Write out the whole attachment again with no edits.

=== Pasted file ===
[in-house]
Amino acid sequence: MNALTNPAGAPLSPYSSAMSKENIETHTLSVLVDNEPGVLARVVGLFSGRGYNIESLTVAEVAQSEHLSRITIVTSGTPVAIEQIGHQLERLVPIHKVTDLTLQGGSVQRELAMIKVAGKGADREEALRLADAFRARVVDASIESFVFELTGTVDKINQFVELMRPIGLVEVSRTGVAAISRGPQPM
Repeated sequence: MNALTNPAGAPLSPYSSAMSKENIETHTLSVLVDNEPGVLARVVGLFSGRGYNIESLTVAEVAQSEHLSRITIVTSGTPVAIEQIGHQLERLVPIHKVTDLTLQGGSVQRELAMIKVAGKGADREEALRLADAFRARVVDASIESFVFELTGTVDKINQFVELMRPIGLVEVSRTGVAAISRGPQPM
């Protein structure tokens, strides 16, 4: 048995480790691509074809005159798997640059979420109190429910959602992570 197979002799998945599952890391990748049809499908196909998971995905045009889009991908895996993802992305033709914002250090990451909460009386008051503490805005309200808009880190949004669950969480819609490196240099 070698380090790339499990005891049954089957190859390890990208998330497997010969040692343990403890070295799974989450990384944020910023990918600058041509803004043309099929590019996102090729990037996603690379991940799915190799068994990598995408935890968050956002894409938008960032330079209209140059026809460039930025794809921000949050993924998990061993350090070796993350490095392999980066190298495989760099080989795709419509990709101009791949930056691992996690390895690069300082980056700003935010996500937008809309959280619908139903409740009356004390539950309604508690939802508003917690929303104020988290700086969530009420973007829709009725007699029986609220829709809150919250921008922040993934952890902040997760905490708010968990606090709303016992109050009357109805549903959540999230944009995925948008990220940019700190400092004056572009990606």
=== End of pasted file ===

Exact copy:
[in-house]
Amino acid sequence: MNALTNPAGAPLSPYSSAMSKENIETHTLSVLVDNEPGVLARVVGLFSGRGYNIESLTVAEVAQSEHLSRITIVTSGTPVAIEQIGHQLERLVPIHKVTDLTLQGGSVQRELAMIKVAGKGADREEALRLADAFRARVVDASIESFVFELTGTVDKINQFVELMRPIGLVEVSRTGVAAISRGPQPM
Repeated sequence: MNALTNPAGAPLSPYSSAMSKENIETHTLSVLVDNEPGVLARVVGLFSGRGYNIESLTVAEVAQSEHLSRITIVTSGTPVAIEQIGHQLERLVPIHKVTDLTLQGGSVQRELAMIKVAGKGADREEALRLADAFRARVVDASIESFVFELTGTVDKINQFVELMRPIGLVEVSRTGVAAISRGPQPM
């Protein structure tokens, strides 16, 4: 048995480790691509074809005159798997640059979420109190429910959602992570 197979002799998945599952890391990748049809499908196909998971995905045009889009991908895996993802992305033709914002250090990451909460009386008051503490805005309200808009880190949004669950969480819609490196240099 070698380090790339499990005891049954089957190859390890990208998330497997010969040692343990403890070295799974989450990384944020910023990918600058041509803004043309099929590019996102090729990037996603690379991940799915190799068994990598995408935890968050956002894409938008960032330079209209140059026809460039930025794809921000949050993924998990061993350090070796993350490095392999980066190298495989760099080989795709419509990709101009791949930056691992996690390895690069300082980056700003935010996500937008809309959280619908139903409740009356004390539950309604508690939802508003917690929303104020988290700086969530009420973007829709009725007699029986609220829709809150919250921008922040993934952890902040997760905490708010968990606090709303016992109050009357109805549903959540999230944009995925948008990220940019700190400092004056572009990606």